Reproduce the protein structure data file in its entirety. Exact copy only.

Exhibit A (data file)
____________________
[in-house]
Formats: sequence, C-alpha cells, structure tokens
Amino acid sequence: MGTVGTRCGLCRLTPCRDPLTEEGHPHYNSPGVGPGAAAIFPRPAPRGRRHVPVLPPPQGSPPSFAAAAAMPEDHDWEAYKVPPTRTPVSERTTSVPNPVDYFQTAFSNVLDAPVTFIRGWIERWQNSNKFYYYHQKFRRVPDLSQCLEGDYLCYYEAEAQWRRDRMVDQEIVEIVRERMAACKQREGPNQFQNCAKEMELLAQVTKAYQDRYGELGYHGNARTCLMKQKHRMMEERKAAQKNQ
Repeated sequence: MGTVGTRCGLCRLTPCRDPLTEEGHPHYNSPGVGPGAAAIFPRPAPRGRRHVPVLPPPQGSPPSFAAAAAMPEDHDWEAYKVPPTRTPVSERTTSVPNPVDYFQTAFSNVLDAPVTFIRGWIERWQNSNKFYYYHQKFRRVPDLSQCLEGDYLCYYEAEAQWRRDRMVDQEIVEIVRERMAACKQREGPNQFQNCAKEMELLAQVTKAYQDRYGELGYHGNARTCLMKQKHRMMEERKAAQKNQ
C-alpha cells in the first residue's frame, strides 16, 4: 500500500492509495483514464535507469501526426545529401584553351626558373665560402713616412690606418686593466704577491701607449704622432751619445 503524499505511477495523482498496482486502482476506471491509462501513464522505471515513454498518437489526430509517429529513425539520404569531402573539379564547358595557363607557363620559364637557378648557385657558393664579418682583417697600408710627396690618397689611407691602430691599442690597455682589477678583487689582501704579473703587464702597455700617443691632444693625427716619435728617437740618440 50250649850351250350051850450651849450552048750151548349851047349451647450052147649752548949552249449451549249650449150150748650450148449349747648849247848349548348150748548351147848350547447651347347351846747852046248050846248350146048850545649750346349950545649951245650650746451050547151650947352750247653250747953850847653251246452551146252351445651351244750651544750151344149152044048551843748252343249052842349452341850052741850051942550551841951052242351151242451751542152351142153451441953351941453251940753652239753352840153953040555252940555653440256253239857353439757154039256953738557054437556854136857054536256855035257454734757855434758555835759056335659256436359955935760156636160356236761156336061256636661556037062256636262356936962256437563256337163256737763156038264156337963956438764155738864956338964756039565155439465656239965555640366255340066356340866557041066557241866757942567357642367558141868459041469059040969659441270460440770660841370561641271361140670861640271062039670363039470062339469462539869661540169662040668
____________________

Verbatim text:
[in-house]
Formats: sequence, C-alpha cells, structure tokens
Amino acid sequence: MGTVGTRCGLCRLTPCRDPLTEEGHPHYNSPGVGPGAAAIFPRPAPRGRRHVPVLPPPQGSPPSFAAAAAMPEDHDWEAYKVPPTRTPVSERTTSVPNPVDYFQTAFSNVLDAPVTFIRGWIERWQNSNKFYYYHQKFRRVPDLSQCLEGDYLCYYEAEAQWRRDRMVDQEIVEIVRERMAACKQREGPNQFQNCAKEMELLAQVTKAYQDRYGELGYHGNARTCLMKQKHRMMEERKAAQKNQ
Repeated sequence: MGTVGTRCGLCRLTPCRDPLTEEGHPHYNSPGVGPGAAAIFPRPAPRGRRHVPVLPPPQGSPPSFAAAAAMPEDHDWEAYKVPPTRTPVSERTTSVPNPVDYFQTAFSNVLDAPVTFIRGWIERWQNSNKFYYYHQKFRRVPDLSQCLEGDYLCYYEAEAQWRRDRMVDQEIVEIVRERMAACKQREGPNQFQNCAKEMELLAQVTKAYQDRYGELGYHGNARTCLMKQKHRMMEERKAAQKNQ
C-alpha cells in the first residue's frame, strides 16, 4: 500500500492509495483514464535507469501526426545529401584553351626558373665560402713616412690606418686593466704577491701607449704622432751619445 503524499505511477495523482498496482486502482476506471491509462501513464522505471515513454498518437489526430509517429529513425539520404569531402573539379564547358595557363607557363620559364637557378648557385657558393664579418682583417697600408710627396690618397689611407691602430691599442690597455682589477678583487689582501704579473703587464702597455700617443691632444693625427716619435728617437740618440 50250649850351250350051850450651849450552048750151548349851047349451647450052147649752548949552249449451549249650449150150748650450148449349747648849247848349548348150748548351147848350547447651347347351846747852046248050846248350146048850545649750346349950545649951245650650746451050547151650947352750247653250747953850847653251246452551146252351445651351244750651544750151344149152044048551843748252343249052842349452341850052741850051942550551841951052242351151242451751542152351142153451441953351941453251940753652239753352840153953040555252940555653440256253239857353439757154039256953738557054437556854136857054536256855035257454734757855434758555835759056335659256436359955935760156636160356236761156336061256636661556037062256636262356936962256437563256337163256737763156038264156337963956438764155738864956338964756039565155439465656239965555640366255340066356340866557041066557241866757942567357642367558141868459041469059040969659441270460440770660841370561641271361140670861640271062039670363039470062339469462539869661540169662040668